Cons? More screen time. The technology gap rears its ugly head again – there will be a significant gap in achievement levels between students that have computers and Minecraft accounts at home and those that only get to play at school. Less hands-on, moving and shaking, face to face work (my personal favorite) and more time clocked clicking, dragging, and staring. New pieces of technology could be needed to run the software, as well as expensive memberships and subscriptions. After all that cash, not everyone does their best learning and performing digitally. And some educators may feel, as I heard one old-school librarian mutter during a session today, “These stupid games have no place in a classroom.”*

*Note: I am unfortunately not dramatizing this comment. I take no personal responsibility for other school librarians and the mud that they seem to be stuck in.  

What are your thoughts? Should teachers and librarians attempt to keep up with pop culture and technology trends in order to excite and engage their students in the classroom? Or is Minecraft a passing trend that has no place in our library? How would you feel if a Minecraft station popped up in the Learning Leopard Library?

Share your opinion via a comment, email, or contact me on my Facebook page. I want to hear from you!

Need help deciding? Check out some other great links with information about MinecraftEDU:

Teachhub: Minecraft in the Classroom Teaches Reading and More

EdTechReview: Why and How to use Minecraft in the Classroom

School Library Journal: Minecraft Takes Hold in Schools

Education Insider: Infographic: Games vs. Game-Based Learning vs. Gamification (Bonus! Features Minecraft-esque graphics and infographics are the coolest!)

Book Fair Magic


Prepare yourself: I’m about to share something shocking with you.

Most librarians don’t like Book Fair.
(I’m using very tame language here.)

And I get it. The hours are long, the companies aren’t always gracious, and the workload is intense. Emotions are high, you count a thousand pennies a day, and it’s busy every single minute. Canyouhelpmecountmychange? Howmuchdoesthiscost? WhatdoyoumeanIdon’thavenenough? It’s not for the faint of heart.

But these librarians are missing the point. When you get caught up in the dollar signs and the overtime and the sore feet, you forget about the part that really matters. The reason you make all of those phone calls and count all of those pennies in the first place.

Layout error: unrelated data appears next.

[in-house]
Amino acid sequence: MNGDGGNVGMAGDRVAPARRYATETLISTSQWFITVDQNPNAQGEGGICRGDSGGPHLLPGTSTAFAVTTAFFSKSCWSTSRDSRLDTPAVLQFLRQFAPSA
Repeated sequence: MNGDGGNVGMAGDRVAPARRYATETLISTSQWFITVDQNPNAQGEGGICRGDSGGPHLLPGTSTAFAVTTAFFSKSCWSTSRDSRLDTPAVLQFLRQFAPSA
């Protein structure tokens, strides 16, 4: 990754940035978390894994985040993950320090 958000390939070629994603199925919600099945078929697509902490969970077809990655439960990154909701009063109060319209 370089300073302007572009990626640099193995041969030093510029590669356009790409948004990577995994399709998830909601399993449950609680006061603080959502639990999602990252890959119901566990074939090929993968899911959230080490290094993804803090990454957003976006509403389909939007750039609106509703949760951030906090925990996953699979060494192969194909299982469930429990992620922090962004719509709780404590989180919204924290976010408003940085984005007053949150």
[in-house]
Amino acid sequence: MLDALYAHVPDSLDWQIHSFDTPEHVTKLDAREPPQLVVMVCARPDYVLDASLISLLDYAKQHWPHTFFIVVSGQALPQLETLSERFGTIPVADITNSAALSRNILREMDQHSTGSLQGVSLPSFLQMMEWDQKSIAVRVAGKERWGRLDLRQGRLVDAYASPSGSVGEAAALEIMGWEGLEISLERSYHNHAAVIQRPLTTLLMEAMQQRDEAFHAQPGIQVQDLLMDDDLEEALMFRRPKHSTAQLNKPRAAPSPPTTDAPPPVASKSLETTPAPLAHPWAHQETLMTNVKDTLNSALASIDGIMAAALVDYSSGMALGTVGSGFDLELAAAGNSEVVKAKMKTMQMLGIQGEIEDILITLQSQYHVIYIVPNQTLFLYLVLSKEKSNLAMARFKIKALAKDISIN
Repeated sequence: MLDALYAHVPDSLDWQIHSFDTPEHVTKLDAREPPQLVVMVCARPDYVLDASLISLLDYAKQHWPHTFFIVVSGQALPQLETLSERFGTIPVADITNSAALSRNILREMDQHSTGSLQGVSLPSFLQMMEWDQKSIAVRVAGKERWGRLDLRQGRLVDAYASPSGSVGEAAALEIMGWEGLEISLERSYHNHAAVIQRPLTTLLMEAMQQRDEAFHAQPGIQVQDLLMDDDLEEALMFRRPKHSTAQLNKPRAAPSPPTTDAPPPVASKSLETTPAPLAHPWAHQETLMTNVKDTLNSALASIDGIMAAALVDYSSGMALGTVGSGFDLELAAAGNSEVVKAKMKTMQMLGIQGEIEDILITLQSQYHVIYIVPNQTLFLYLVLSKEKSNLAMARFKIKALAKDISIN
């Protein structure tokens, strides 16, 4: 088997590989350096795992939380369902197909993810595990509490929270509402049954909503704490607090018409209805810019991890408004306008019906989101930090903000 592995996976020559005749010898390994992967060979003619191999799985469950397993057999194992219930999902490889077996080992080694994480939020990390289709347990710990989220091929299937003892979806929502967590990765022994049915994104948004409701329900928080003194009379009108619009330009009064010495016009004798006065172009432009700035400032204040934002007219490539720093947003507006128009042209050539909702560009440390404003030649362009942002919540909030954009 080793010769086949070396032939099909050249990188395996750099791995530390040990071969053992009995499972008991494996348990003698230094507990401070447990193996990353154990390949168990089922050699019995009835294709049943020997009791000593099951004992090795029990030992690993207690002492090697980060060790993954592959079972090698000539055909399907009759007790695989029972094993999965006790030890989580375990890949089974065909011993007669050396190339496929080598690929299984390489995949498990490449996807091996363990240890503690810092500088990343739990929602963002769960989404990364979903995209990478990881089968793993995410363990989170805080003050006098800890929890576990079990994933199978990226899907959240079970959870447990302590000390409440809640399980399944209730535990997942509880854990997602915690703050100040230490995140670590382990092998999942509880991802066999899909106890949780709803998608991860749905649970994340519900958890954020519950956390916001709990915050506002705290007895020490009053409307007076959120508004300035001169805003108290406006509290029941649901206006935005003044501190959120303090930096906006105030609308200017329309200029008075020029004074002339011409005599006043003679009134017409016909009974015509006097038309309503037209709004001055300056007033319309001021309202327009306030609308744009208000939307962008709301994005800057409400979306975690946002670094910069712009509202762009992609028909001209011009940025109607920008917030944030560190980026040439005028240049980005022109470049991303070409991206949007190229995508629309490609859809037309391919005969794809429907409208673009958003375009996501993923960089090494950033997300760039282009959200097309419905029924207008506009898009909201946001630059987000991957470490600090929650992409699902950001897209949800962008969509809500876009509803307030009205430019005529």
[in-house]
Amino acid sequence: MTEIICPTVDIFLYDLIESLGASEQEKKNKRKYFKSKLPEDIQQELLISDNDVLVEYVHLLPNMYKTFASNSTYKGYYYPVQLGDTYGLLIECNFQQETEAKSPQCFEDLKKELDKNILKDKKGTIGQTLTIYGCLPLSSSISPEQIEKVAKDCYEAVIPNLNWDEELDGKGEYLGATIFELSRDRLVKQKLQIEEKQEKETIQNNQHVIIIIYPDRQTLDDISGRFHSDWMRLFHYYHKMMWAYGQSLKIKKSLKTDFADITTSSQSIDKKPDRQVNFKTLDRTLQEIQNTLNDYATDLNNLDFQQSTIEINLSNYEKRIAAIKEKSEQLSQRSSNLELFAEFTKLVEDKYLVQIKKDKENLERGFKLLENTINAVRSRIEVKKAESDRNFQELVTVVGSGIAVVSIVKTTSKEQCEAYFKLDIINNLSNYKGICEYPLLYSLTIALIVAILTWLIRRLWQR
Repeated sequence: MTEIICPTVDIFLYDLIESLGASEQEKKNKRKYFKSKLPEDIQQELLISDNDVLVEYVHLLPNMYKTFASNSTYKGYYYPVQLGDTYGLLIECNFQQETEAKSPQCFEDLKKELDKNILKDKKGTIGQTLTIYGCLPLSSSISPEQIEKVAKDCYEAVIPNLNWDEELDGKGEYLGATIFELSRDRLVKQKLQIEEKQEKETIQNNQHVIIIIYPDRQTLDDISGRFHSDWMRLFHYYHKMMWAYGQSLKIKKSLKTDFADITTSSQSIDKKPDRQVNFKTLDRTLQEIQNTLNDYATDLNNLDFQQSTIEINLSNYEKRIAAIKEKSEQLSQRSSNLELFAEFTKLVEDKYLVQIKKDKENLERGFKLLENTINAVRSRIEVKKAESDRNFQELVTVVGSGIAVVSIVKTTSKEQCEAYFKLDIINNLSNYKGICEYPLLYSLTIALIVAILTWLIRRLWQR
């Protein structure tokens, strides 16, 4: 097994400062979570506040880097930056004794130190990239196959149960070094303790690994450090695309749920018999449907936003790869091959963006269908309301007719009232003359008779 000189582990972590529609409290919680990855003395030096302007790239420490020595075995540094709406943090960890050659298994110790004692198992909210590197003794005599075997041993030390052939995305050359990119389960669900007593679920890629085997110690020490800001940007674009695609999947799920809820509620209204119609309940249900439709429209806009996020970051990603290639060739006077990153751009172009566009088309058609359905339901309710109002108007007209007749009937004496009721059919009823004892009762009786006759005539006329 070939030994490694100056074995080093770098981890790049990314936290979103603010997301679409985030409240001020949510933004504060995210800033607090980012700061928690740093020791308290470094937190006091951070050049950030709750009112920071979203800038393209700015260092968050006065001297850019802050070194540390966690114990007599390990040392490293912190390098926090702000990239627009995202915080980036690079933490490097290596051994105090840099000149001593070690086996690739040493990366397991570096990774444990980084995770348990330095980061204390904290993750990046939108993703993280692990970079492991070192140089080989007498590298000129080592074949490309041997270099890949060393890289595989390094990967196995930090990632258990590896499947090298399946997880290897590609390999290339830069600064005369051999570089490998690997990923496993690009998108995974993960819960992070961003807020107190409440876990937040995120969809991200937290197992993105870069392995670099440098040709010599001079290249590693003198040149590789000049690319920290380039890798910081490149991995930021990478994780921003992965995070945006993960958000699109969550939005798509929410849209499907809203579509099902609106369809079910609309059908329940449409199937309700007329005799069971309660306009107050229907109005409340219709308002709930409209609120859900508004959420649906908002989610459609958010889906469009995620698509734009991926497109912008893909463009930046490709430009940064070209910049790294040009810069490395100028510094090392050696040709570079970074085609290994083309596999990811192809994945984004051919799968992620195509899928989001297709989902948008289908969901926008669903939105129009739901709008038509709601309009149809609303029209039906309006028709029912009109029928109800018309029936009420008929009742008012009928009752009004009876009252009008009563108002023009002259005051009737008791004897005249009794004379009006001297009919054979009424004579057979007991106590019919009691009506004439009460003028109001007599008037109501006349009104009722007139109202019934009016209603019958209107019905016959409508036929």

The Book Fair Magic.

Book Fair Magic is when a third grade boy promises to mow the lawn and clean the toilet so that his mom will buy him just one more graphic novel. It’s when a first grader puts one of her beloved books back so that she has enough money left to buy one for her baby brother. It’s when a second grade student writes such a long and detailed Scholarship essay that he needs three pages to hold it all.

Families bring Book Fair Magic, too. Book Fair Magic is when a pre-school parent buys a copy of his child’s favorite book for every student in her class. It’s when grandma says “Sorry, you can’t get that one,” and then sneaks back in after the child leaves to buy the whole series. It’s when a mom spends 25 minutes looking through every single graphic novel to find the one that will make her fifth grader want to stay up at night, sneaking more pages under the covers.

And of course, Johnson staff brings Book Fair Magic. Book Fair Magic is when a kindergarten teacher sponsors scholarships for students that she taught four years ago. It’s when a reading specialist spends her hard-earned paycheck to buy engaging and exciting new materials for her classroom to keep her students interested in reading – materials she could probably save a few bucks on if she just ordered them from Amazon. It’s when administrators vote for every single Book Fair Scholarship essay because they can’t possibly choose a favorite.


Yes, Book Fair is time consuming. And it’s not easy. But it’s worth it.

Our Fall Book Fair will be open through Monday, October 12th. Buy new books, enter our Book Fair Raffle, donate to our Book Fair Scholarship Fund. Or just stop by to experience a little bit of magic.

The 2015 Fall Book Fair has arrived!



No, you haven’t lost track of time and skipped the months of October and November – don’t worry! This year, Johnson’s first Book Fair is earlier than usual. And it’s not just the spot on the calendar that has changed – you might notice that our whole Book Fair is NEW and IMPROVED!

Thanks to our friends at Bedford Falls, we have triple the selection of high quality, educational titles to choose from! From non-fiction to easy readers to award winners, there are hundreds and hundreds of titles to browse, buy, and take home to your family.


We also have some special interest sections, including a military display, reference display, and origami display complete with special origami paper and activities! Also, don’t miss our $5.00 or less tables, which feature books priced as low as $2.95!

Shop any time during school hours this week, with your student or even on your own for birthday or holiday gifts 😉 Or shop with your family this Wednesday, October 7th, at the PTO Fall Festival from 5:00-7:00 PM.


Finally, make sure you stop by our Fall Book Fair Raffle. Bedford Falls donated more than TWENTY BOOKS for our raffle basket which means that if your ticket is drawn, you could win all of those titles plus a selection of toys and prizes AND a Books on Bikes tshirt. Tickets are $3.00 each or two for $5.00 and the winner will be drawn next Monday, October 12. Every penny raised from Book Fair Raffle sales goes towards funding Book Fair Scholarships for Johnson students!


You can read more about Johnson’s Book Fair Scholarship program, now in its third year, here. If you’d like to help out, contact me any time at!